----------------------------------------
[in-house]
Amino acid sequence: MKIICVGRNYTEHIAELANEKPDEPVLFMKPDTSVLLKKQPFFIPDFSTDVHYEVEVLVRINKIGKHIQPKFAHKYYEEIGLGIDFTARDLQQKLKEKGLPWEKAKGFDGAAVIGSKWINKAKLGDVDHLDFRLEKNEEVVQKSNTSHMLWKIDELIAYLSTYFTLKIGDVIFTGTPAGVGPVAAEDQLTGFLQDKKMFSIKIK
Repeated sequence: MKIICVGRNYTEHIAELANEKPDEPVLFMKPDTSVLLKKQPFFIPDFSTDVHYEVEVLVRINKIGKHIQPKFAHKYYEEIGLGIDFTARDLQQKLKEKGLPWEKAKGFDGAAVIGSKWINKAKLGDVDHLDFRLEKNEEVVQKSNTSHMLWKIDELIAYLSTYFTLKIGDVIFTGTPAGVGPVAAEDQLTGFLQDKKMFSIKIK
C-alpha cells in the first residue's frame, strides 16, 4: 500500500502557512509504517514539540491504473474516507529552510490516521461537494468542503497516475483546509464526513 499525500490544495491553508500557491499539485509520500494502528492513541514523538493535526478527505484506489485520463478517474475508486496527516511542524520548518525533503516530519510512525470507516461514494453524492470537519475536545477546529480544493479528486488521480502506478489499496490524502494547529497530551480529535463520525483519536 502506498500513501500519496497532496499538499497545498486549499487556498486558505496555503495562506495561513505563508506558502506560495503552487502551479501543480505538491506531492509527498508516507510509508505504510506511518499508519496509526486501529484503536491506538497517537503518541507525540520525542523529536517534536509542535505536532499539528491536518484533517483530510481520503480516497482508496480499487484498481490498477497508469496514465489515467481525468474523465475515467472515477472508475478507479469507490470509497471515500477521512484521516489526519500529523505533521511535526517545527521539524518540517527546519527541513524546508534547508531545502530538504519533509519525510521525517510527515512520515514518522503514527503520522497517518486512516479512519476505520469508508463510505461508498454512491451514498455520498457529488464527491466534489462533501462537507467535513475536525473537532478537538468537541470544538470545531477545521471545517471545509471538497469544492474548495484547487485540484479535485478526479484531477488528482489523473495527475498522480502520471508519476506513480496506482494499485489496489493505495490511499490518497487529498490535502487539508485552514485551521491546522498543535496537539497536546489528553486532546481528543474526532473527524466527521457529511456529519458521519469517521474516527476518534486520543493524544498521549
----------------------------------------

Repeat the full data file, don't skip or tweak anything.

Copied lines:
[in-house]
Amino acid sequence: MKIICVGRNYTEHIAELANEKPDEPVLFMKPDTSVLLKKQPFFIPDFSTDVHYEVEVLVRINKIGKHIQPKFAHKYYEEIGLGIDFTARDLQQKLKEKGLPWEKAKGFDGAAVIGSKWINKAKLGDVDHLDFRLEKNEEVVQKSNTSHMLWKIDELIAYLSTYFTLKIGDVIFTGTPAGVGPVAAEDQLTGFLQDKKMFSIKIK
Repeated sequence: MKIICVGRNYTEHIAELANEKPDEPVLFMKPDTSVLLKKQPFFIPDFSTDVHYEVEVLVRINKIGKHIQPKFAHKYYEEIGLGIDFTARDLQQKLKEKGLPWEKAKGFDGAAVIGSKWINKAKLGDVDHLDFRLEKNEEVVQKSNTSHMLWKIDELIAYLSTYFTLKIGDVIFTGTPAGVGPVAAEDQLTGFLQDKKMFSIKIK
C-alpha cells in the first residue's frame, strides 16, 4: 500500500502557512509504517514539540491504473474516507529552510490516521461537494468542503497516475483546509464526513 499525500490544495491553508500557491499539485509520500494502528492513541514523538493535526478527505484506489485520463478517474475508486496527516511542524520548518525533503516530519510512525470507516461514494453524492470537519475536545477546529480544493479528486488521480502506478489499496490524502494547529497530551480529535463520525483519536 502506498500513501500519496497532496499538499497545498486549499487556498486558505496555503495562506495561513505563508506558502506560495503552487502551479501543480505538491506531492509527498508516507510509508505504510506511518499508519496509526486501529484503536491506538497517537503518541507525540520525542523529536517534536509542535505536532499539528491536518484533517483530510481520503480516497482508496480499487484498481490498477497508469496514465489515467481525468474523465475515467472515477472508475478507479469507490470509497471515500477521512484521516489526519500529523505533521511535526517545527521539524518540517527546519527541513524546508534547508531545502530538504519533509519525510521525517510527515512520515514518522503514527503520522497517518486512516479512519476505520469508508463510505461508498454512491451514498455520498457529488464527491466534489462533501462537507467535513475536525473537532478537538468537541470544538470545531477545521471545517471545509471538497469544492474548495484547487485540484479535485478526479484531477488528482489523473495527475498522480502520471508519476506513480496506482494499485489496489493505495490511499490518497487529498490535502487539508485552514485551521491546522498543535496537539497536546489528553486532546481528543474526532473527524466527521457529511456529519458521519469517521474516527476518534486520543493524544498521549